I did get their permission to share this story.  I laughed so much during my visit – what a great club, doing so much, to make a difference in their community and our world.

August 22, 2017 Official Visit to the Rotary Club of Fort Payne

Fort Payne Rotary Club was chartered in February of 1947, and is the oldest civic club in DeKalb County.  The club’s President is Phillip Smith and the club’s Assistant Governor is Bubba Masters.  Today, Tim Davis, the club’s president-elect, conducted the meeting.

The club is active in the community and sponsors several area high school students each year with college scholarship assistance.  The club annually gives a Christmas party complete with Santa and gifts for the clients of the ARC of DeKalb County, and also annually recognizes a lady in the community for outstanding service as the Rotary Rose for the year.  I have had the privilege of attending the Rotary Rose celebration for the past 2 years.  It is wonderful to see all of the winners of this award – a very special time.  The club has been doing this since 1966, combining this event with its annual meeting.  The club spearheaded the successful effort to raise $1.1 million to equip every classroom in the Fort Payne School System with an interactive white board and subsequently assisted in funding iPads for every student in middle and high school.  Most recently the club succeeded in establishing a Rotary license plate in  Alabama and uses the funds from this program for its ongoing scholarship efforts.  Other projects include Boy Scouts of America, the city of Fort Payne Pavilion, the Women’ Care Center, United Givers Fund, African Clean Water Project, the Summit of Fort Payne and the Tennessee forest fire relief fund.

The club is proud to have supplied two past District Governors as well as several District officers and plans to continue as a valuable resource in the community for service to others. The Rotary Club of Fort Payne Rotarians are also proud to be a part of the Polio Plus campaign to rid the world of this disease.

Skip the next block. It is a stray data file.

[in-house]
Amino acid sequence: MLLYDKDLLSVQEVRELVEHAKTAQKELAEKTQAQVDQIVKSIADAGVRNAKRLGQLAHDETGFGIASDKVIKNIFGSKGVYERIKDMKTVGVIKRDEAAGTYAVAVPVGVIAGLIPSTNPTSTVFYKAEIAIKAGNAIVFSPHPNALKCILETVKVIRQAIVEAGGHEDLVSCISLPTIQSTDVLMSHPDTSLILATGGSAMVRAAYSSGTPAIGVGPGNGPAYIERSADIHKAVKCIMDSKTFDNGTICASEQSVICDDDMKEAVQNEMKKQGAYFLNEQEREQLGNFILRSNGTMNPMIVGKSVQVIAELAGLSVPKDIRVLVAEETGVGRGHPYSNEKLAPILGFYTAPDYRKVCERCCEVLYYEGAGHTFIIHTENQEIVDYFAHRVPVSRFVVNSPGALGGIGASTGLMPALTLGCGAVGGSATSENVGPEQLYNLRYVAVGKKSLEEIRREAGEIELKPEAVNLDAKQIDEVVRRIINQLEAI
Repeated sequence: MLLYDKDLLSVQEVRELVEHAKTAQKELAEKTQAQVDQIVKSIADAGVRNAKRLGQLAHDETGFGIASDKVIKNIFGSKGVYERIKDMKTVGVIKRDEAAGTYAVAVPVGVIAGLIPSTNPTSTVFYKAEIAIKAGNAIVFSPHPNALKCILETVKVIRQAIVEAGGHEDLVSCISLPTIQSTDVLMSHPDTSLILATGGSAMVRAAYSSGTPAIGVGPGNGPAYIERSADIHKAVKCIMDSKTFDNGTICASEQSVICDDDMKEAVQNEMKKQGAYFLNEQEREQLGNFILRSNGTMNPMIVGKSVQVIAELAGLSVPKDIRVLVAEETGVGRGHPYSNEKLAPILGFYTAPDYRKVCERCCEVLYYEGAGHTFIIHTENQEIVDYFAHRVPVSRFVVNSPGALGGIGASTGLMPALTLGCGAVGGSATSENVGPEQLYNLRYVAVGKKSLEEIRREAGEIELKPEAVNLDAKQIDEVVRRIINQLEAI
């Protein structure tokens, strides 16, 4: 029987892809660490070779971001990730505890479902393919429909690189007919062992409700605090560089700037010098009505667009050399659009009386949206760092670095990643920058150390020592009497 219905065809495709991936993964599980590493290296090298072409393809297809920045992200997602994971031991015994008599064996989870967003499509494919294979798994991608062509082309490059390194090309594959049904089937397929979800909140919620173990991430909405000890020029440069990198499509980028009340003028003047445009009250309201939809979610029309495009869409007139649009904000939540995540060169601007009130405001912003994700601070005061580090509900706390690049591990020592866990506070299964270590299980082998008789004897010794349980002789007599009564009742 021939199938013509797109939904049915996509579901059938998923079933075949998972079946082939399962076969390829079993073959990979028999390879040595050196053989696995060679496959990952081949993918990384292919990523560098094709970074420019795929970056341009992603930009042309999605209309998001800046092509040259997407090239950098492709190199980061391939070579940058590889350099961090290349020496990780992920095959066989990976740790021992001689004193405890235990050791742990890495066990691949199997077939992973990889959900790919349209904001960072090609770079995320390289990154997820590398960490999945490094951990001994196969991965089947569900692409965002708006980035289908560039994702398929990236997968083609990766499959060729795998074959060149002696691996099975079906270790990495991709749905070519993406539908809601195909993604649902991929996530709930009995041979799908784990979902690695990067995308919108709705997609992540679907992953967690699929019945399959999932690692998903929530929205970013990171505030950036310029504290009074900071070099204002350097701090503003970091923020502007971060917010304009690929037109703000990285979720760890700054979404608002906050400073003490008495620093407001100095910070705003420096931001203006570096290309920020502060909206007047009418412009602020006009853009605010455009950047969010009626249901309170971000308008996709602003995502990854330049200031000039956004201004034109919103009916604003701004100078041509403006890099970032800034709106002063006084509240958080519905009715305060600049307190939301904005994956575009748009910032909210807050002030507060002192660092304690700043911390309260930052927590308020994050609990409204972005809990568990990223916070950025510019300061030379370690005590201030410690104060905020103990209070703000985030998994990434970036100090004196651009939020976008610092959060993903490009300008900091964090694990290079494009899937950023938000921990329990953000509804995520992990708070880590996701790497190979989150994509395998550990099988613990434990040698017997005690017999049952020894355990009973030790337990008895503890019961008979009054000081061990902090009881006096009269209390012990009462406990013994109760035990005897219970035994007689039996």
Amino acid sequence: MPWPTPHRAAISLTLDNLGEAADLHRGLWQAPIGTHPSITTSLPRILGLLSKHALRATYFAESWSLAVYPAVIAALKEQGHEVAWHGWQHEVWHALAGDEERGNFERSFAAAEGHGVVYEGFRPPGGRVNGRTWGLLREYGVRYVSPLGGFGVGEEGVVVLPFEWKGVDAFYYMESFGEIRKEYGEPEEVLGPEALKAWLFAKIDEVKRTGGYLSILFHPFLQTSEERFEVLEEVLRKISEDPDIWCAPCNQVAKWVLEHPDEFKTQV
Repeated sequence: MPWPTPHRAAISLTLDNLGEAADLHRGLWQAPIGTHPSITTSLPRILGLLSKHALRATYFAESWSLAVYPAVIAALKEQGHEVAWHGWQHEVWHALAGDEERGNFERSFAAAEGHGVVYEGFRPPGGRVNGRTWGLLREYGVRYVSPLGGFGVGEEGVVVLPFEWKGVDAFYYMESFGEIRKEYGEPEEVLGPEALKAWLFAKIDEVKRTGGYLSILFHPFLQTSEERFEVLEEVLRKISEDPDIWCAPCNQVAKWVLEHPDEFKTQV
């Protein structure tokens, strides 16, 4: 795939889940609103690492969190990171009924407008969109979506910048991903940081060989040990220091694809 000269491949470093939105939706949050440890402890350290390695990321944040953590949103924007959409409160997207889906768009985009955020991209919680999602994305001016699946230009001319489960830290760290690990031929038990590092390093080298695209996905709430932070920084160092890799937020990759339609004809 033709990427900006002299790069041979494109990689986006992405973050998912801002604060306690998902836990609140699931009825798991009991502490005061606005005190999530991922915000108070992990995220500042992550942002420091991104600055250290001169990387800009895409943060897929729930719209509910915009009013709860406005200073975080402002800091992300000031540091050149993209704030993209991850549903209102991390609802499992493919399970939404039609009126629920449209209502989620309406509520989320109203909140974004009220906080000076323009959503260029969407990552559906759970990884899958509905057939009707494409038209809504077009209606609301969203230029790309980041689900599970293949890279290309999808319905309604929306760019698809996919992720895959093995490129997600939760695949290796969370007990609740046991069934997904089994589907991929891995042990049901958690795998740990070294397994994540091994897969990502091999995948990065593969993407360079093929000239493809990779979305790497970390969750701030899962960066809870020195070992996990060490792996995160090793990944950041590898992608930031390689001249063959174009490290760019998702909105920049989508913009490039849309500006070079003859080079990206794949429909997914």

Wednesday, August 16: Official Visit to Greater Huntsville Rotary Club

Today’s visit is to the Rotary Club of Greater Huntsville.  This club meets at the Redstone Federal Credit Union in Cummings Research Park of Huntsville.  Their president is Ron Wainwright.  Their assistant governor is Gene Pfeiffer.  This club is very active in their community.  Their  service projects include Wheel Chair Ramp Builds, Tool Trailer, and the Scarecrow Trail.  This club applies for District grants and have an ongoing global grant which provides books for children in Uganda.  This project is headed by Rodger Qualls.  Another project include Winterizing homes for the elderly working through CASA.  To raise money for their service projects, Greater Huntsville hosts a Gala which includes a silent auction, live band and great food.

On the day of my visit, Greater Huntsville hosted a delegation from several African countries including Kenya, Uganda, Zambia and Tanzania.  It was wonderful Greater Huntsville Africa.jpgmeeting these people who are representing their countries well on this visit to the United States.

The Rotary Club of Greater Huntsville is a great supporter of the District.  Clif Borderick, Ron Brown, Mary Grace Evans, Ed Stone and IPDG Gary Andrew are serve at the District level.  My thanks to each of you and to your club, filled with Rotarians who are making a difference in their community and our world.


Official Visit to Vestavia Hills Rotary Club, August 11, 2017

This makes 6 official visits this week, and I’m still having lots of fun visiting Rotarians throughout District 6860.  Also, North Alabama is beautiful to drive through.  Wonderful trips and I am never in a hurry to get somewhere.  It has been rainy this week, but that’s OK too.

Vestavia Hills meets at noon on Fridays in the Southminister Presbyterian Church in Vestavia Hills, a beautiful city to the south of Birmingham.  David Martin is the President and Mike Wade is the Assistant Governor.